Teach English

Do You Really Need TEFL to Teach English Abroad?

TEFL or “Teaching English as a Foreign Language” is often used as an acronym for the qualification or certificate itself. TEFL is not one single qualification but is a term used to describe courses normally similar in length and depth, most notably CELTA and Trinity. They are designed as entry level courses although experienced teachers often take them to improve their career prospects. Being TEFL certified is by far the most useful qualification for new teachers. This is now widely regarded as the industry standard.

From the employers’ point of view, the most respected, for new teachers is a certified course lasting between 100-130 hours which includes some (usually 6 hours) actual teaching. These courses typically take place over an intensive 4 weeks. Some centres have a part-time option, spreading the programme over a number of months.


A lot is crammed into a tight schedule. TEFL courses will cover language analysis, teaching methodology, observations of experienced teachers and actual teaching practice, amongst other things. Some find it hard going but almost all come away feeling it was well worth the time, effort and money and are ready to teach English abroad.

There is no escaping the fact that TEFL is expensive. Courses range from $1300 to $2000. Inevitably this puts many people off. There are cheaper options but they will not be as comprehensive and will not help your prospects of finding a good job nearly as much.

The standard 100-130 hour intensive TEFL course is also sometimes distinguished from shorter ones by being referred to as “full TEFL”. This is the area most covered in this chapter. (more…)

Applying for Teach English Abroad Jobs

It sounds pretty obvious, but to teach English abroad you will need to conduct an organised campaign. Have all your information to hand, just as you would for any other job. If you are posting out letters have at hand copies of your resume, cover letters, passport photos, photocopies of your qualifications/certificates as well as stamps and envelopes. If you intend using email organise folders on your PC. Get scans of documents and photos if you don’t already have them.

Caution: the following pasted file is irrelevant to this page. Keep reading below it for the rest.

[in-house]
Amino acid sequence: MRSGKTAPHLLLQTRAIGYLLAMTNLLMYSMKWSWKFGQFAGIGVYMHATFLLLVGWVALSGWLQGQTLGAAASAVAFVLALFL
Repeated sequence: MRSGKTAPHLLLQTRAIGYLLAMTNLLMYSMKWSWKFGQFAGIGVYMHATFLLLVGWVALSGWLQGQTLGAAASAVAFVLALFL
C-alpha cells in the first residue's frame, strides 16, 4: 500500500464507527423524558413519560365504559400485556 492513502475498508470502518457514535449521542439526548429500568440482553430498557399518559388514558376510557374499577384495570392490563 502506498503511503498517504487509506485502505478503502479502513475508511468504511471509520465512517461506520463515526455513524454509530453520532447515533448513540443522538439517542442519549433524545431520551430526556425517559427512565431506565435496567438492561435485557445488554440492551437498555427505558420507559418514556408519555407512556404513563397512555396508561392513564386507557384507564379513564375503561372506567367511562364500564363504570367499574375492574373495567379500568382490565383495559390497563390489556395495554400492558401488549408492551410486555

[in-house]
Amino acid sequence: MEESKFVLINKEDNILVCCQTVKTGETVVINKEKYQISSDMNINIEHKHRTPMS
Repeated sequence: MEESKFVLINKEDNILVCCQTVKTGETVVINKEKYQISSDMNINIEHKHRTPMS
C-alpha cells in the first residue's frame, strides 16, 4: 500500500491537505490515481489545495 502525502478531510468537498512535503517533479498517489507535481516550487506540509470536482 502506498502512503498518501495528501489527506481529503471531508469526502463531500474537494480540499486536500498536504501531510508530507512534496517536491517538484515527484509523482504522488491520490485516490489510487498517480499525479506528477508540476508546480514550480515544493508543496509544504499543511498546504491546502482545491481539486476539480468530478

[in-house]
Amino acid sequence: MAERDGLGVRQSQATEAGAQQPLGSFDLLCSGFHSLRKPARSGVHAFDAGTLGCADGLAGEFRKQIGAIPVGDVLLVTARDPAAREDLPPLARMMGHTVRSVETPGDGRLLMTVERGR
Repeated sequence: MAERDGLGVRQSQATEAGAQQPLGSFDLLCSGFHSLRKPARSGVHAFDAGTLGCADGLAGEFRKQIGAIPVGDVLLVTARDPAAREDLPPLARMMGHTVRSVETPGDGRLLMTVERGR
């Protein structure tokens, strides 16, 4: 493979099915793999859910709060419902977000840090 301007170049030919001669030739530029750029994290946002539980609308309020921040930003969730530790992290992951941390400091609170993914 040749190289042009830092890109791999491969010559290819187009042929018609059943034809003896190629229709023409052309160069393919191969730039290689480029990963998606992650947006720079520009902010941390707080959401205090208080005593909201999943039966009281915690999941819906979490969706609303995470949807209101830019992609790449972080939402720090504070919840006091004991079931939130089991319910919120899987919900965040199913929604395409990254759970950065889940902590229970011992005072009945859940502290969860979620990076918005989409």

All teach English abroad applications, whether speculative or in response to an advertisement, need to contain an introduction, which is a cover letter either in letter or email form at, and a resume. It may be tempting to make a template and use it for most of your applications. This will likely just produce a large number of ineffective applications. Each needs to meet the requirements of the specific job, whether it be advertised or not. Visit the employer’s website, see what they do, the courses and classes they offer and think about the profile they are looking for in an ideal candidate.

Teach English Abroad Jobs
Make sure you keep records of all the applications you make, both direct and to other organisations like recruitment agencies, in order to coordinate follow-up letters and phone calls later. Register the date sent as well as the contact person if there was one, and any follow-up or response. It can be easy to confuse the names of different schools and staff, particularly when teaching English abroad as you will be dealing with a foreign language. Keep all the info in one place, a log book or Excel file on your pc.

Check and double check anything you write and/or get someone else to check it. When sending out a number of similar emails or letters it is easy to make silly errors. More than in other lines of work, poor grammar, misspellings and typos need to be avoided like the plague.

Make certain you clearly specify the date you can start. One of the first things anyone reading an application for a teach English abroad job will check is availability. Also make sure you state the minimum time you are likely to stay. Putting your availability as being less than 10 months may damage your chances.

If you have arrived and are looking for teach English abroad work, get a cellphone/mobile. Not only will you be able to respond to calls immediately, it will show you are organised and easily contactable, two things which are very important to any employer. It is well worth making follow-up enquiries, especially if you applied from home and have now relocated. It is essential to update any phone and address details and make it known that you are available for interview immediately or give a date on which you will be.

Where to Teach English Overseas

There are many reasons to teach English overseas such as seeing the world, escaping the rat race or just wanting a new experience. Few occupations give you the flexibility to choose where you live and how you work. Another major attraction is the relative accessibility of work. Unlike in other professions, initial training is usually short, typically a few weeks, although learning and acquiring the skills to teach successfully can take much longer.

In most teaching English as a Second Language (ESL) jobs there is a degree of uncertainty. Each student and class is different and no two days are the same. Furthermore, starting a new job in a far-off land you may not have been to before, starting a new job can be daunting especially having few or no contacts there.